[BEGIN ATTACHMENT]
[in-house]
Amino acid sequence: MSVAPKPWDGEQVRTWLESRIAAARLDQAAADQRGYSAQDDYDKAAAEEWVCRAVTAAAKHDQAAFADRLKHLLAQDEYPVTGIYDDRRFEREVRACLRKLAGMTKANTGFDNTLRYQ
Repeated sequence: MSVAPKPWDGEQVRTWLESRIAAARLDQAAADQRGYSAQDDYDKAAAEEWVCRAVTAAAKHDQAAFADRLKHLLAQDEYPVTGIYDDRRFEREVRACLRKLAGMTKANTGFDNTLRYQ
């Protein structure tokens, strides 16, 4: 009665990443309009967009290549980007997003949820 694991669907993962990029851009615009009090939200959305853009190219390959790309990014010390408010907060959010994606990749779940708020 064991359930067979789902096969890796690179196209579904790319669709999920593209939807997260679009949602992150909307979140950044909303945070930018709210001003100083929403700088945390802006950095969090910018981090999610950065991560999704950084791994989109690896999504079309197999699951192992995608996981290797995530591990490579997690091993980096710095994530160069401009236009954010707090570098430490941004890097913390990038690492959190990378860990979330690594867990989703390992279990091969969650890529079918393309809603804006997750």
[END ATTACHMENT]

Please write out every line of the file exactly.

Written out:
[in-house]
Amino acid sequence: MSVAPKPWDGEQVRTWLESRIAAARLDQAAADQRGYSAQDDYDKAAAEEWVCRAVTAAAKHDQAAFADRLKHLLAQDEYPVTGIYDDRRFEREVRACLRKLAGMTKANTGFDNTLRYQ
Repeated sequence: MSVAPKPWDGEQVRTWLESRIAAARLDQAAADQRGYSAQDDYDKAAAEEWVCRAVTAAAKHDQAAFADRLKHLLAQDEYPVTGIYDDRRFEREVRACLRKLAGMTKANTGFDNTLRYQ
């Protein structure tokens, strides 16, 4: 009665990443309009967009290549980007997003949820 694991669907993962990029851009615009009090939200959305853009190219390959790309990014010390408010907060959010994606990749779940708020 064991359930067979789902096969890796690179196209579904790319669709999920593209939807997260679009949602992150909307979140950044909303945070930018709210001003100083929403700088945390802006950095969090910018981090999610950065991560999704950084791994989109690896999504079309197999699951192992995608996981290797995530591990490579997690091993980096710095994530160069401009236009954010707090570098430490941004890097913390990038690492959190990378860990979330690594867990989703390992279990091969969650890529079918393309809603804006997750």